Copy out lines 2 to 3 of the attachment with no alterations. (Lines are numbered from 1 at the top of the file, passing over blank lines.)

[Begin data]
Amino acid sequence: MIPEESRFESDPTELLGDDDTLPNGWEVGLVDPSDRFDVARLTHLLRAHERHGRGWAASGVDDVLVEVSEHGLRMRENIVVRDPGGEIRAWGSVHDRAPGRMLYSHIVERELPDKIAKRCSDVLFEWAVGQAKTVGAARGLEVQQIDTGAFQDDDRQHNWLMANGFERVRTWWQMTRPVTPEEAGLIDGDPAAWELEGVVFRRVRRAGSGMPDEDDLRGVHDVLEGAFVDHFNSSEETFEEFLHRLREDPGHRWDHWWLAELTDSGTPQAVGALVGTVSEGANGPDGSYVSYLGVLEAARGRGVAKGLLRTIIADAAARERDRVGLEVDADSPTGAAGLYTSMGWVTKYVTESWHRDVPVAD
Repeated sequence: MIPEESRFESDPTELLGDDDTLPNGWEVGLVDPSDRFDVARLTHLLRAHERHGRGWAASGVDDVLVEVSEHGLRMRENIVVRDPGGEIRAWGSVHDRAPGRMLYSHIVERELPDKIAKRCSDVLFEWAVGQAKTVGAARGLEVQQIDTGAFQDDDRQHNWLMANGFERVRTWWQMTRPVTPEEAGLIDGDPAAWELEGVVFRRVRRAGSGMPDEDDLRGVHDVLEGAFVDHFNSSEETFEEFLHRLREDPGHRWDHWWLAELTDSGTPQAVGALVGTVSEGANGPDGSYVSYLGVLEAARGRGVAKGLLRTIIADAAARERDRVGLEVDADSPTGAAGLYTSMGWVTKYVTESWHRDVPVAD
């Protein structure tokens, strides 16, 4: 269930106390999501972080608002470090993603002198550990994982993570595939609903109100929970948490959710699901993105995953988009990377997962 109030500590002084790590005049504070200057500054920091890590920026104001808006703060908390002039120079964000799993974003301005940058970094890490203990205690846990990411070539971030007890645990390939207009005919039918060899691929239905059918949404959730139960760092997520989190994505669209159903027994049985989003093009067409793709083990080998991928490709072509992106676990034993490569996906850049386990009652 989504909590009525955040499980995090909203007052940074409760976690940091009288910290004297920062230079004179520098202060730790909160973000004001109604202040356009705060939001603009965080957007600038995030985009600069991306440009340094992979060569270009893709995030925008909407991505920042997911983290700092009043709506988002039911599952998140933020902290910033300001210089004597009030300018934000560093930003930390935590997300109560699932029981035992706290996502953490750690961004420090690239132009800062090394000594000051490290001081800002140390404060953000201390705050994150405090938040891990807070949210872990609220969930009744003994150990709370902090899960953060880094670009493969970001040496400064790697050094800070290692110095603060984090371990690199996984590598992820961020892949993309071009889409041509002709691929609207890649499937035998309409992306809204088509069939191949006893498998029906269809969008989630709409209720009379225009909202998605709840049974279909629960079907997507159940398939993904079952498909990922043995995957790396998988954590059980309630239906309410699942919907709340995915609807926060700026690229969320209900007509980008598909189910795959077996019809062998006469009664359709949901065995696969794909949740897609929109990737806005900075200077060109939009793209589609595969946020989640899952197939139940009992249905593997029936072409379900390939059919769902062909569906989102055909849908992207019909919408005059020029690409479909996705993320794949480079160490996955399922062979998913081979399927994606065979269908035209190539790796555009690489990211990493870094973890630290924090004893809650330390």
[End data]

Repeated sequence: MIPEESRFESDPTELLGDDDTLPNGWEVGLVDPSDRFDVARLTHLLRAHERHGRGWAASGVDDVLVEVSEHGLRMRENIVVRDPGGEIRAWGSVHDRAPGRMLYSHIVERELPDKIAKRCSDVLFEWAVGQAKTVGAARGLEVQQIDTGAFQDDDRQHNWLMANGFERVRTWWQMTRPVTPEEAGLIDGDPAAWELEGVVFRRVRRAGSGMPDEDDLRGVHDVLEGAFVDHFNSSEETFEEFLHRLREDPGHRWDHWWLAELTDSGTPQAVGALVGTVSEGANGPDGSYVSYLGVLEAARGRGVAKGLLRTIIADAAARERDRVGLEVDADSPTGAAGLYTSMGWVTKYVTESWHRDVPVAD
């Protein structure tokens, strides 16, 4: 269930106390999501972080608002470090993603002198550990994982993570595939609903109100929970948490959710699901993105995953988009990377997962 109030500590002084790590005049504070200057500054920091890590920026104001808006703060908390002039120079964000799993974003301005940058970094890490203990205690846990990411070539971030007890645990390939207009005919039918060899691929239905059918949404959730139960760092997520989190994505669209159903027994049985989003093009067409793709083990080998991928490709072509992106676990034993490569996906850049386990009652 989504909590009525955040499980995090909203007052940074409760976690940091009288910290004297920062230079004179520098202060730790909160973000004001109604202040356009705060939001603009965080957007600038995030985009600069991306440009340094992979060569270009893709995030925008909407991505920042997911983290700092009043709506988002039911599952998140933020902290910033300001210089004597009030300018934000560093930003930390935590997300109560699932029981035992706290996502953490750690961004420090690239132009800062090394000594000051490290001081800002140390404060953000201390705050994150405090938040891990807070949210872990609220969930009744003994150990709370902090899960953060880094670009493969970001040496400064790697050094800070290692110095603060984090371990690199996984590598992820961020892949993309071009889409041509002709691929609207890649499937035998309409992306809204088509069939191949006893498998029906269809969008989630709409209720009379225009909202998605709840049974279909629960079907997507159940398939993904079952498909990922043995995957790396998988954590059980309630239906309410699942919907709340995915609807926060700026690229969320209900007509980008598909189910795959077996019809062998006469009664359709949901065995696969794909949740897609929109990737806005900075200077060109939009793209589609595969946020989640899952197939139940009992249905593997029936072409379900390939059919769902062909569906989102055909849908992207019909919408005059020029690409479909996705993320794949480079160490996955399922062979998913081979399927994606065979269908035209190539790796555009690489990211990493870094973890630290924090004893809650330390």